Dropping out of high school or college, in most cases, is nothing but a lack of discipline. Discipline or the lack thereof is learned by example. In rare cases, a child with nonchalant laid-back parents will develop the drive to endure to the end. Discipline is first introduced in the home. Teach your child by example to finish what they start. For example: When a parent goes on a diet or begins an exercise program, the child is watching. If the parent lacks off or totally quit before reaching their goals, the child makes a mental note that quitting is okay when things get too challenging.
A child can learn discipline through being encouraged to read and finish books. Parents can encourage reading by being more avid readers themselves. Read the newspapers and something more than one or two favorite sections. Discuss topics of interest with your child or children. However, when the parent begins a book then complains that the book is not interesting enough and quits reading it before they finish, it might send the message that quitting is okay if something is boring.
Discipline can be taught through leftovers. When a parent puts leftover food in the refrigerator and doesn't use it then later throws it out. The subtle message strengthens into a pattern of not finishing what you start. Something that seems as insignificant as finishing off the leftovers is teaching a lesson in not being wasteful because throwing away leftovers is throwing away money. The food was bought with the goal of consumption. The food was cooked and served with the goal of consumption.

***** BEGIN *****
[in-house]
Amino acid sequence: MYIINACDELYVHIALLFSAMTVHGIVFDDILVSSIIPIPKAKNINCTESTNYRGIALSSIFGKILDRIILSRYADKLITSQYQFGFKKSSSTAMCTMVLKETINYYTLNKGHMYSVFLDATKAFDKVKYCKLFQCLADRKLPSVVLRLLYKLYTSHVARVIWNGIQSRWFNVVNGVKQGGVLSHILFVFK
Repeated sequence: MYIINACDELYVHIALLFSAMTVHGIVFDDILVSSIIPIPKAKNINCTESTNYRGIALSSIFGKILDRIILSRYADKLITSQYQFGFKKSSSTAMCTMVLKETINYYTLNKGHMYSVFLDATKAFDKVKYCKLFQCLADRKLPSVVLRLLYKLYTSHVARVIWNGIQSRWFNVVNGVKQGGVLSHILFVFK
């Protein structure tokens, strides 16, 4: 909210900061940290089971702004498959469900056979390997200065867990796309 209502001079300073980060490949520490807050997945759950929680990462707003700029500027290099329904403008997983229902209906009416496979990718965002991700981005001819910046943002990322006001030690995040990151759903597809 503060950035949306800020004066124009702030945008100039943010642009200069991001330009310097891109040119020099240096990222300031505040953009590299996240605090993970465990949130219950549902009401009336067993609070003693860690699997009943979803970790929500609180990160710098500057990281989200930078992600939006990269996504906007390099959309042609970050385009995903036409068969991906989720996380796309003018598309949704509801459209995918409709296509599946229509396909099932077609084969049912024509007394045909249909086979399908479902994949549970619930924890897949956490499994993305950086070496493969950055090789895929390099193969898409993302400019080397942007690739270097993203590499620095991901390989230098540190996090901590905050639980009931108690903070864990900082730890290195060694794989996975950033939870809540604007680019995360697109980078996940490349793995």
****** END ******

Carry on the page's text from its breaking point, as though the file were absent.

Children must be taught at an early age an appreciation for discipline and endurance, even in the face of boredom. Teaching endurance in the home can begin with puzzles as a family project. Purchase a 500 or a 1000-piece puzzle and dump the pieces on a card table or some other surface. A couple times per week work on the puzzle together. During these times, occasionally, talk about the power of not walking away from the challenge of higher education. Tell your children that if they can complete that puzzle, they can complete anything.
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